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Woman's Dress: Bodice, Skirt, and Belt

Artist/maker unknown, American?

Probably made in United States, North and Central America

c. 1866-1868

Magenta silk satin with black silk satin and black cotton lace

Center Front Length (Skirt): 41 inches (104.1 cm) Waist (Bodice): 23 inches (58.4 cm) Waist (Skirt): 22 inches (55.9 cm)

Curatorial Department:
Costume and Textiles

Object Location:

Currently not on view

Accession Number:

Credit Line:
Gift of Mr. and Mrs. W. W. Keen Butcher, 1997

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1860s [x]   pink [x]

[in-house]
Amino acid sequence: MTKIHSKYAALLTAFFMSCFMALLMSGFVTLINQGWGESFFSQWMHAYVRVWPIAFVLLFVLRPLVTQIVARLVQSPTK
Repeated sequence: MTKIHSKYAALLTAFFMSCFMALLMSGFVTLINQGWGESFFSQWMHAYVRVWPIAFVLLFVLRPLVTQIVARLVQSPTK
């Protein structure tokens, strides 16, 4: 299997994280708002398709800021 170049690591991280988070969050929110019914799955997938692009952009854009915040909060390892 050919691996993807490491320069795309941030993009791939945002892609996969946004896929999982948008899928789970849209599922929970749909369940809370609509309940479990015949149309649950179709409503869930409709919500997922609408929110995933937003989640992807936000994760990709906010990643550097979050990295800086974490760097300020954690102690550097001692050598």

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By the mid-1860s, the preferred skirt shape was conical, and gored seams allowed a smooth-fitting waist to flare out dramatically. Hoop skirts remained essential, however, to give the voluminous skirts a graceful sweep. Trimmed in the fashionable apron style, this skirt has nine tapered pieces at front and sides and one straight length at the back, with deep pleating at the back waist that flows into the full train. Skirts were often accompanied by two bodices to extend their usefulness; this skirt has a high-necked bodice for formal daytime wear, shown here, and an evening bodice. Brilliant colors, such as this magenta, were extremely popular in this decade, which saw the use of the first synthetic dyes.